In the U.S., the Farm Labor Organizing Committee (FLOC) has built a membership of thousands of migrant farmworkers as a united voice and fight against injustice. Their successes include increasing wages and housing conditions. And the Coalition of Immokalee Workers (CIW) works internationally on three major campaigns including: The Campaign for Fair Food, The Fair Food Program, and the Anti-Slavery Campaign. CIW is a leader in worker-based human rights, the growing movement to end human trafficking, labor abuses, and modern-day slavery in agriculture. Their work has led to ground-breaking changes, including convincing Walmart to join the Fair Food Program.

Consumers can help by volunteering with FLOC to set up mobile health clinics for farm workers. CIW’s Campaign for Fair Food has ways for eaters to get involved in their home states, or learn about current campaigns.

3. Support Meat Packing and Processing Workers in the United States

There are more than 240,000 United Food and Commercial Workers (UFCW) members (as of 2011)  who work in the packing and food processing industry, producing everything from Tyson chicken fingers to Campbell’s Soup. In addition to helping get better wages and working conditions for their members, UFCW has submitted comments to the Environmental Protection Agency (EPA) for 23 Tyson plants that use hazardous chemicals.

And UFCW has an educational program available to workers to help them determine if the plant they work at is in compliance with occupational safety and health standards and take action if it’s not.

The 2009 documentary Food Inc. went undercover with UFCW organizer, Eduardo Pena, at a Smithfield plant in North Carolina to help send the message to consumers that cheap ham and cold cuts—ham is just US$0.79 per pound—are only possible because immigrant workers have severely low wages. Ultimately, UFCW wants consumers to not only care about what they eat, but also care about the workers who process the food they eat each day. Consumers can take action by encouraging government reform of immigration laws and by signing up for UFCW’s Friday e-newsletter, The Weekender, with actions for the week.

4. Make the Transportation of Food Safer

More than 35,000 dairy, 60,000 food processing, 80,000 bakery and laundry, and thousands of other employees are united across the U.S. as part of the Teamsters. These workers produce and transport almost all the food consumers see at grocery stores.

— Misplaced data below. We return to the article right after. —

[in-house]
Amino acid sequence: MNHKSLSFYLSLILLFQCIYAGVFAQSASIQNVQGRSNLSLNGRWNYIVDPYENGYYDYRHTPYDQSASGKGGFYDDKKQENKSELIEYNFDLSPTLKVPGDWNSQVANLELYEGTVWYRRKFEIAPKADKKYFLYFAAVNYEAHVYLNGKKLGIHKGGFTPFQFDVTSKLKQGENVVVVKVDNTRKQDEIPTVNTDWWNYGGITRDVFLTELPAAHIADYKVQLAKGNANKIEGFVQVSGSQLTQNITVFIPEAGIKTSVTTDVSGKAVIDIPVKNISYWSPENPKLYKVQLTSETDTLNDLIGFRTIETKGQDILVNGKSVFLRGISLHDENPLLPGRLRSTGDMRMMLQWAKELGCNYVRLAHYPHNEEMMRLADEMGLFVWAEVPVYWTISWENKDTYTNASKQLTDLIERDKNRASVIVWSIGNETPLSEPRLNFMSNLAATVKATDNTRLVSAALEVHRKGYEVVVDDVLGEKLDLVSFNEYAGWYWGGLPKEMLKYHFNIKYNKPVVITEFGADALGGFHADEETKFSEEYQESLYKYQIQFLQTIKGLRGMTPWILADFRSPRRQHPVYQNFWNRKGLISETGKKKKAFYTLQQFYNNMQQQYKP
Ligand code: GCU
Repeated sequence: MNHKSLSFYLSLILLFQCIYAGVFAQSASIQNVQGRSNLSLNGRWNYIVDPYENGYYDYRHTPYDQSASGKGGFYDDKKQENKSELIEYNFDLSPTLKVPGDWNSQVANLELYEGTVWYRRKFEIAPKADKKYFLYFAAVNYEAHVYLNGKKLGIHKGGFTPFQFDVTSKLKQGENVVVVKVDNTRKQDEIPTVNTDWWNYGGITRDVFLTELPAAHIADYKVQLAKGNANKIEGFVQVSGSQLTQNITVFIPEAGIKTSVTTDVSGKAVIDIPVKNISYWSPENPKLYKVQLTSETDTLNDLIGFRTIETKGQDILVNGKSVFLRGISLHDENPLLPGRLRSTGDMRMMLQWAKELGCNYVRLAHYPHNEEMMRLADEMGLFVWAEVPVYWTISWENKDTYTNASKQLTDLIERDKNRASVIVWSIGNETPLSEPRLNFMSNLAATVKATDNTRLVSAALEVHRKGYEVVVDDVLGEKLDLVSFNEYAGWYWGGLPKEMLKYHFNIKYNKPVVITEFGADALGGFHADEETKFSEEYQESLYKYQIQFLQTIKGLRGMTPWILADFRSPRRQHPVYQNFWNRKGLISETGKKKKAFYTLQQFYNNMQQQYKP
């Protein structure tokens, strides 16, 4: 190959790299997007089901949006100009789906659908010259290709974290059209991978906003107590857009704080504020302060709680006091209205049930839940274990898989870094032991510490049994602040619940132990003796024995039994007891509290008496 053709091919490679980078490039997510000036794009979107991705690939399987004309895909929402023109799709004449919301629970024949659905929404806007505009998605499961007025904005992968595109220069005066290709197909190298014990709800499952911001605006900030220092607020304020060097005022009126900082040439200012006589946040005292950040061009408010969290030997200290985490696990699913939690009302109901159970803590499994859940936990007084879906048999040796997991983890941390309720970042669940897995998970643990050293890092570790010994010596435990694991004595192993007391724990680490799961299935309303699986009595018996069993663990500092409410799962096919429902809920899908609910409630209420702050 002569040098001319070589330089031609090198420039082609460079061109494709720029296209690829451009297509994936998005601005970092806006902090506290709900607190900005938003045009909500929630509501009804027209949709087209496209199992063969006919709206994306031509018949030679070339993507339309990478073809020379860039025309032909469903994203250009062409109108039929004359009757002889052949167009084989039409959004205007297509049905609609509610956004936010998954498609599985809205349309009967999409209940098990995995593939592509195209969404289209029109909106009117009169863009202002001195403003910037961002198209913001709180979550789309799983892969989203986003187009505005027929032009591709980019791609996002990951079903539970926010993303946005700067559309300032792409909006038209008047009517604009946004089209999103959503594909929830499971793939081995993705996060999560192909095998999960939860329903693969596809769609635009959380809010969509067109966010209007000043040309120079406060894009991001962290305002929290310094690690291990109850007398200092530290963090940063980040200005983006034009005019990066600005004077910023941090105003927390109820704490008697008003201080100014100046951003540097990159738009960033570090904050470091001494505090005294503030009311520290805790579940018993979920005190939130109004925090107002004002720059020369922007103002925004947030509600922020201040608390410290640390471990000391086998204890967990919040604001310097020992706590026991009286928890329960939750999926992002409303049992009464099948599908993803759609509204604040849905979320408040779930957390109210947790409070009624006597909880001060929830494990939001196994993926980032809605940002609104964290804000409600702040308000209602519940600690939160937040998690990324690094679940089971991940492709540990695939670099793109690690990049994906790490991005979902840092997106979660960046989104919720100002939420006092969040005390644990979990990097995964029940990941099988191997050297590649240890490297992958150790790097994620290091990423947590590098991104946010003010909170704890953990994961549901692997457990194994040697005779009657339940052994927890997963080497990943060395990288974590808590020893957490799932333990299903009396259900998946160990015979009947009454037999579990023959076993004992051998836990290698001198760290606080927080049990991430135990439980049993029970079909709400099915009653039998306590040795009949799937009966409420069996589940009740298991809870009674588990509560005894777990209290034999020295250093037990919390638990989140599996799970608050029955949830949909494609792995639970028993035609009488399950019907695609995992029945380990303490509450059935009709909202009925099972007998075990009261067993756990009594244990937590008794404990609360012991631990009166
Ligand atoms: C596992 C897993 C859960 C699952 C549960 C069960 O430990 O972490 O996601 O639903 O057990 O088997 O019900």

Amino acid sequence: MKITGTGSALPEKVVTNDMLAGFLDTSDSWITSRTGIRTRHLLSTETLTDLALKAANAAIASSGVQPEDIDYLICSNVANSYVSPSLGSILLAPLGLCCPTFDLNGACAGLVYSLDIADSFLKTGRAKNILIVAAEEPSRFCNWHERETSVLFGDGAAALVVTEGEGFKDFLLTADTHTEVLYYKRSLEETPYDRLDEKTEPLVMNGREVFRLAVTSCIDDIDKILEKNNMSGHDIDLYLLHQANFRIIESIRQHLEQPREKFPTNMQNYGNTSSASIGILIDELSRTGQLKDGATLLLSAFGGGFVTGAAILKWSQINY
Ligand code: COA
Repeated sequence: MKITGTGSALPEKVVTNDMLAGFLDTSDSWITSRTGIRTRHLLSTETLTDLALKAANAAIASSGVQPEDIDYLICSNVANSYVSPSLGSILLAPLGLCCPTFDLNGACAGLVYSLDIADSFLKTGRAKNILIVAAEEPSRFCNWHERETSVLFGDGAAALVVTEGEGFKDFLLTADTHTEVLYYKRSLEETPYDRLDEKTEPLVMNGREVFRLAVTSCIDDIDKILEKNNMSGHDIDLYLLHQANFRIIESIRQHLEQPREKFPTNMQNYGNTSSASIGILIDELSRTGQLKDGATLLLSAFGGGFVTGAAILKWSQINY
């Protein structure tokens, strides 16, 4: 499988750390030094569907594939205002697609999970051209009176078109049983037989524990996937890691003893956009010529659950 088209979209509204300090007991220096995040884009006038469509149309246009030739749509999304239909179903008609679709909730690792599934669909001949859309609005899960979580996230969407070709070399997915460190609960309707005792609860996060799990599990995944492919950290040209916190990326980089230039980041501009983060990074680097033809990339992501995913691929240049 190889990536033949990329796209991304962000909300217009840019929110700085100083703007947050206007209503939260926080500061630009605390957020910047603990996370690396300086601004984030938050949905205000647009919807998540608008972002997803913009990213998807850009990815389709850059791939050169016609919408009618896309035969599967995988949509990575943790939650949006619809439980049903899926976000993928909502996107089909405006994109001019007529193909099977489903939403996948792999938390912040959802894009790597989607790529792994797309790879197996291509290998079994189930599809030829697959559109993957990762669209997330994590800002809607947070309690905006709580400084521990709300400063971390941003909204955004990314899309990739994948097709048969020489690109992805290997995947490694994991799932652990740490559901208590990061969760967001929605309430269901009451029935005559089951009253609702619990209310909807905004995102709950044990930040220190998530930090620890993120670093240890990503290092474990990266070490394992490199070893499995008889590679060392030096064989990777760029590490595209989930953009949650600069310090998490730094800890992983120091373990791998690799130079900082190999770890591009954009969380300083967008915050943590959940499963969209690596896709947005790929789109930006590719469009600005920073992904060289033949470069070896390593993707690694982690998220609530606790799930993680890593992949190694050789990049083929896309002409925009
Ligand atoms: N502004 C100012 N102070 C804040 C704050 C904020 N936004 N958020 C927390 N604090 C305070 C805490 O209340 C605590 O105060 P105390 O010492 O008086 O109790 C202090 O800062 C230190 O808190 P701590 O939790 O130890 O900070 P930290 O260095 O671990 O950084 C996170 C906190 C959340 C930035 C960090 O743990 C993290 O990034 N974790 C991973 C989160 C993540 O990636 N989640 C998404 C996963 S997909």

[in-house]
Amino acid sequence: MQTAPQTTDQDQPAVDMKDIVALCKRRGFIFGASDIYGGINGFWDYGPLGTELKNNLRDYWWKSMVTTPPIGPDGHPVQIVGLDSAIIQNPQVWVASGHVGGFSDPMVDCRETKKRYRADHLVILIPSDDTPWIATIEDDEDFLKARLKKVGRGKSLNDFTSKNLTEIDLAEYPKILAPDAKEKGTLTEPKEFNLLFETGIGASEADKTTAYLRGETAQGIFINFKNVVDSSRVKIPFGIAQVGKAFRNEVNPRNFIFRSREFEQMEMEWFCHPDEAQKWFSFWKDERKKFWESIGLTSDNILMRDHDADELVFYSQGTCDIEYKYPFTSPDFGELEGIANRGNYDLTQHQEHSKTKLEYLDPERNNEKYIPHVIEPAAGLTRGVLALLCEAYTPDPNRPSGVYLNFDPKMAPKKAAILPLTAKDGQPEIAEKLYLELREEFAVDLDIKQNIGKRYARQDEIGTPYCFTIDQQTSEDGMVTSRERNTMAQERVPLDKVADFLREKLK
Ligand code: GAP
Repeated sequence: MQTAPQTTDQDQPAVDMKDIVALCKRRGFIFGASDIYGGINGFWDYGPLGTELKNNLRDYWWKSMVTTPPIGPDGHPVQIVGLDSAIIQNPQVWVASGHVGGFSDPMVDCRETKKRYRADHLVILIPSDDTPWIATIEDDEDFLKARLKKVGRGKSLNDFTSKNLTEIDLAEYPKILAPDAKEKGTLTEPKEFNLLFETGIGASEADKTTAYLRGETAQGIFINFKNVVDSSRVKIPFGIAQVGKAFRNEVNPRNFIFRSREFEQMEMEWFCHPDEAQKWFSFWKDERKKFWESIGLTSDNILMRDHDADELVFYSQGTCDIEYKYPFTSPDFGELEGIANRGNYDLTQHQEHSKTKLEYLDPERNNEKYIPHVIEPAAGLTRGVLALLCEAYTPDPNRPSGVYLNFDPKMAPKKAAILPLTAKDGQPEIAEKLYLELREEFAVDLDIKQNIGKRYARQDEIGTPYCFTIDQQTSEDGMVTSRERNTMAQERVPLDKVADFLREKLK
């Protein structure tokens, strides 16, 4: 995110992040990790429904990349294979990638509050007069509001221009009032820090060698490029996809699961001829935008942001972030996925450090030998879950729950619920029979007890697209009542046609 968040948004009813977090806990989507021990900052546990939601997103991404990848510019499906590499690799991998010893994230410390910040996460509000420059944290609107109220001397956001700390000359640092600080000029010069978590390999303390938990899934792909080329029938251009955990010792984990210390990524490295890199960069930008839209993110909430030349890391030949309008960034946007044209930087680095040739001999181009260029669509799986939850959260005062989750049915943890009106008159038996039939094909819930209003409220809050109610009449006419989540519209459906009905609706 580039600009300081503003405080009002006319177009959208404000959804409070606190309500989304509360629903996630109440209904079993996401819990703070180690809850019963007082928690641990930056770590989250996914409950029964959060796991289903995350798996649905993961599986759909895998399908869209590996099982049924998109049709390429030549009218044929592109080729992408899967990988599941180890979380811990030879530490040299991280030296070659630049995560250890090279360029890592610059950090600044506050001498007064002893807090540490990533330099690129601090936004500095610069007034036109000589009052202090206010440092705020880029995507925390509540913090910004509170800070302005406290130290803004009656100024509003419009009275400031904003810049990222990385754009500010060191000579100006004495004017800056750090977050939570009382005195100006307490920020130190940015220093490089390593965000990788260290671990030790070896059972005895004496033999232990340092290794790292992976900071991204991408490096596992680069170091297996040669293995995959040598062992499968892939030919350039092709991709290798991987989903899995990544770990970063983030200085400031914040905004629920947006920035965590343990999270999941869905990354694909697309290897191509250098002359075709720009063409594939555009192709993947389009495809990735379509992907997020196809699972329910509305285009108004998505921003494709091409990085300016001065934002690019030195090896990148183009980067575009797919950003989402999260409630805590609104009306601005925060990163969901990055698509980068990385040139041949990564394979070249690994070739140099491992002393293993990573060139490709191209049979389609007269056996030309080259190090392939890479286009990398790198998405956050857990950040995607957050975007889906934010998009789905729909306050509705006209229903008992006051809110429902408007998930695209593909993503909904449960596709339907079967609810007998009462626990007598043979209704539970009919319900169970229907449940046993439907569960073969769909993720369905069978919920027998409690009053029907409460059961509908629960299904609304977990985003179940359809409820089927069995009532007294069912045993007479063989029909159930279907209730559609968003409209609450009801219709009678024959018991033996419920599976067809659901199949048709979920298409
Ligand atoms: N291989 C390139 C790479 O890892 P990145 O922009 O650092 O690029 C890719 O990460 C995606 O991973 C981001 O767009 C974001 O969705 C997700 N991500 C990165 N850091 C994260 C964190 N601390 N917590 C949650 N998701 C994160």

Teamsters help protect the people who transport our food and make sure both the food and employees are safe through collective bargaining and enforcing contracts. They work on many campaigns, including the Trans-Pacific Partnership (TPP), which would potentially hurt dairy workers by outsourcing jobs overseas. Teamster’s local members are standing up to House legislature and the American government to show the TPP will only benefit big business, lead to unsafe food on U.S. tables, and hurt the environment.

Eaters and consumers can sign up for action alerts on their website.

5. Give Fast Food Workers a Living Wage

Fast food workers are some of the lowest paid workers in the food system. The campaign, Fight for 15, is helping workers at McDonald’s and other fast food chains fight for a living wage. The campaign started a petition to increase wages to US$15 per hour, which has gather hundreds of thousands of signatures. Fast food is a US$200 billion a year industry and other campaigns, such as Unite Here!, are also working to increase the minimum wage for restaurant workers.

Unite Here! is the largest organization in North America representing food service workers including waiters, waitresses, cooks, and bartenders. Their Real Food Real Jobs Campaign is working to transform the low wage food service industry into one that provides affordable health care, retirement benefits, and respect. They also work to promote sustainable, fair food and eaters can join them by receiving campaign updates, while students can apply to be organizers as part of the Organizing Beyond Barriers Campaign.

This Labor Day, Food Tank gives gratitude to the more than one billion people who are critical to our food system. What other campaigns are fighting for social justice in the food system? We want to know! Send them to Danielle@foodtank.com.